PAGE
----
IMRT & Prostate Cancer High Dose Radiation Therapy
Who is at risk for prostate cancer?
In this case, risk is defined as a man’s chances of developing prostate cancer.
Ultimately, if you have a prostate, you are at risk for developing prostate cancer; which means, of course, that there is risk for all men. However, within the gender, there are certain risk factors that increase a man’s chances for developing the disease, including age which is the most common risk factor for developing prostate cancer. In fact, of men who are diagnosed with prostate cancer each year, over 70% of them are over the age of 65.
Other risk factors include race, diet, and family history – all of which can increase a man’s chances of developing prostate cancer.
Some risk factors are out of our control and cannot be avoided such as age, family history, and race; other risk factors can be reduced by making certain lifestyle changes. The best that we can do is be armed with the information we need to make the best decisions for our health.
Here are the risk factors associated with prostate cancer:
Age: The risk of developing prostate cancer increases as a man gets older.
Race: While the reasons for the race/prostate cancer connection are still being assessed, we do know that such a link does exist. It has been shown that there is much increased risk for developing prostate cancer for black men. White men have an intermediate risk while native Japanese men tend to have the lowest risk. Many researchers believe that this is linked to levels of testosterone in the body.
Diet and Lifestyle: There are a variety of research studies currently underway that are helping to better measure the effect of diet on prostate health and especially its link to prostate cancer. Researchers believe that there is a connection between a high-fat diet (especially a diet that includes a large amount of animal fat) and an elevated risk for developing prostate cancer. There is further study being done to assess how a lower fat diet that includes more vegetables and fruit may help prevent prostate cancer.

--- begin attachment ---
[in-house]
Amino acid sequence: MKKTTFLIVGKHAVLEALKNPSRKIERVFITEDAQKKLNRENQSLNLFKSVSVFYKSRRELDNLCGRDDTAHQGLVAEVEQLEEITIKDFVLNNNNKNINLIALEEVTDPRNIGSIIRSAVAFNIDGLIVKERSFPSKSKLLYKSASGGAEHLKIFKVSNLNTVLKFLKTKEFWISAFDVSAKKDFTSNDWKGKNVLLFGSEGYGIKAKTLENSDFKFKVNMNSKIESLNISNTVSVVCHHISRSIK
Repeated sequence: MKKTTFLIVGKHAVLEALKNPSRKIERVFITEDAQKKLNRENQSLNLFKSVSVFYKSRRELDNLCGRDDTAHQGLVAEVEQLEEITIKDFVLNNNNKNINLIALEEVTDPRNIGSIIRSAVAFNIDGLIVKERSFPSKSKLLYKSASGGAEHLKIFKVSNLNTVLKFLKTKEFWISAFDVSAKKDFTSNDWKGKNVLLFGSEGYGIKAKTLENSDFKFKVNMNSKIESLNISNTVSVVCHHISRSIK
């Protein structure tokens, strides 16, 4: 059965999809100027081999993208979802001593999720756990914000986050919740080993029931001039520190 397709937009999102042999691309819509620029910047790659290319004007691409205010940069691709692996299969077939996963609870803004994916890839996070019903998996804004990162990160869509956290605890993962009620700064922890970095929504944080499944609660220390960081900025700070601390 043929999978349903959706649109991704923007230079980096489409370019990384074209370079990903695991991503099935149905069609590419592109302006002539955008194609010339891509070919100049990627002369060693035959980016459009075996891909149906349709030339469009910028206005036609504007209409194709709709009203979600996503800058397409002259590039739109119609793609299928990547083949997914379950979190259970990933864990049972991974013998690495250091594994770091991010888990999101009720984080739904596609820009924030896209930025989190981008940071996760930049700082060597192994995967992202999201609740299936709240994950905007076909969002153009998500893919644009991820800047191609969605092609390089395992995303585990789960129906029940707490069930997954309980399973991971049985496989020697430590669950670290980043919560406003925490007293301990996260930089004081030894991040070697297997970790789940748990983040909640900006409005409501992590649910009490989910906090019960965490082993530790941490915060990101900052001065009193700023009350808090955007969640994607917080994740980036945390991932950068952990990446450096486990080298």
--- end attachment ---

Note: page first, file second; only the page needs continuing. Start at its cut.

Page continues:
What prostate changes should you be aware of?
Increased age results in increased risk of prostate issues. There are three very common prostate problems that men can experience as they age:
- Prostatitis – a prostate infection.
- Prostatic Hyperplasia (BPH) – an enlarged prostate which is a benign condition.
- Prostate Cancer
There is also the possibility of having multiple conditions at once. However, one change in the prostate does not necessarily result in another change or the next step. In other words, if you have an enlarged prostate, you are not at higher risk for developing prostate cancer.
In fact, most prostate changes that men experience are not cancer.
Prostate Cancer Prevention
Unfortunately, there is no set formula that determines how one man gets prostate cancer and the next does not. Of course, risk factors that can be controlled – such as diet and exercise – should be addressed.
With regard to lifestyle, it helps to reduce overall cancer risk by maintaining a healthy body weight, decreasing the amount of animal fat and dairy product consumed, increasing the consumption of vegetables, fruits, fish, lean protein, cooked tomatoes, olive oil, soy, and green or black tea. Additionally, daily exercise is encouraged for reaching and maintaining an ideal weight. Smokers should also quit immediately lowering their risk for developing many forms of cancer including prostate cancer.
Regular screenings for prostate cancer are also important for maintaining prostate health. It is recommended that men have a baseline PSA test at the age of 40 and that regular screenings continue after that. Family history should be discussed with your doctor so that screenings can be adjusted accordingly.
Additionally, researchers have discovered an interesting link between men who live north of the 40° latitude in the U.S. and their risk of developing prostate cancer. It is believed that this connection is due to not being exposed to adequate sunlight during certain months of the year and a subsequent reduction in vitamin E.
There are several studies underway regarding other forms of prevention including chemoprevention, the use of drugs to inhibit and even prevent the growth of cancer and hormonal prevention during which specific drugs are used to reduce the male hormones that can feed the growth of prostate cancer.